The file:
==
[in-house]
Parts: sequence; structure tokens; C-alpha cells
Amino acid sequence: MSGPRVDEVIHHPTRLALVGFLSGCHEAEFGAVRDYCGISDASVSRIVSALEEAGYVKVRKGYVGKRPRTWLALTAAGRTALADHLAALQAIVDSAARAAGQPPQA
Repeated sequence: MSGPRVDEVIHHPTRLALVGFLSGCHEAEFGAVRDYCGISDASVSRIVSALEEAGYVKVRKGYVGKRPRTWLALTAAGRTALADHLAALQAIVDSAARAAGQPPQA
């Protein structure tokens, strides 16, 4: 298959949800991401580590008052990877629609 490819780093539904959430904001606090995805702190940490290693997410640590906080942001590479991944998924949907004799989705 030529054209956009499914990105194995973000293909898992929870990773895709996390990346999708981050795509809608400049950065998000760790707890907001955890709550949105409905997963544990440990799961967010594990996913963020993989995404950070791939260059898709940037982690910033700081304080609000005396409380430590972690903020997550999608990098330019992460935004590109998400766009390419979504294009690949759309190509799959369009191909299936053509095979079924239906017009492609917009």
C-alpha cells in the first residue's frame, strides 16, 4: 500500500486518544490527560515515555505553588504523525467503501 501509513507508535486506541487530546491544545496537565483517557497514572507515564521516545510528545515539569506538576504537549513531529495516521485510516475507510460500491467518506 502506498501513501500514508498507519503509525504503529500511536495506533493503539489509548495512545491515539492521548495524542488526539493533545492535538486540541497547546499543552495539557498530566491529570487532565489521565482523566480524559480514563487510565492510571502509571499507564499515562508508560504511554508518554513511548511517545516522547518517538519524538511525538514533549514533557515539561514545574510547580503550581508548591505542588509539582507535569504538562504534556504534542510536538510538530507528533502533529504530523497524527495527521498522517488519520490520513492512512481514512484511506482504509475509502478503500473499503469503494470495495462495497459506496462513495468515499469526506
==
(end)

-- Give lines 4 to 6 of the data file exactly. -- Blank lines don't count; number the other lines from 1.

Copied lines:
Repeated sequence: MSGPRVDEVIHHPTRLALVGFLSGCHEAEFGAVRDYCGISDASVSRIVSALEEAGYVKVRKGYVGKRPRTWLALTAAGRTALADHLAALQAIVDSAARAAGQPPQA
């Protein structure tokens, strides 16, 4: 298959949800991401580590008052990877629609 490819780093539904959430904001606090995805702190940490290693997410640590906080942001590479991944998924949907004799989705 030529054209956009499914990105194995973000293909898992929870990773895709996390990346999708981050795509809608400049950065998000760790707890907001955890709550949105409905997963544990440990799961967010594990996913963020993989995404950070791939260059898709940037982690910033700081304080609000005396409380430590972690903020997550999608990098330019992460935004590109998400766009390419979504294009690949759309190509799959369009191909299936053509095979079924239906017009492609917009």
C-alpha cells in the first residue's frame, strides 16, 4: 500500500486518544490527560515515555505553588504523525467503501 501509513507508535486506541487530546491544545496537565483517557497514572507515564521516545510528545515539569506538576504537549513531529495516521485510516475507510460500491467518506 502506498501513501500514508498507519503509525504503529500511536495506533493503539489509548495512545491515539492521548495524542488526539493533545492535538486540541497547546499543552495539557498530566491529570487532565489521565482523566480524559480514563487510565492510571502509571499507564499515562508508560504511554508518554513511548511517545516522547518517538519524538511525538514533549514533557515539561514545574510547580503550581508548591505542588509539582507535569504538562504534556504534542510536538510538530507528533502533529504530523497524527495527521498522517488519520490520513492512512481514512484511506482504509475509502478503500473499503469503494470495495462495497459506496462513495468515499469526506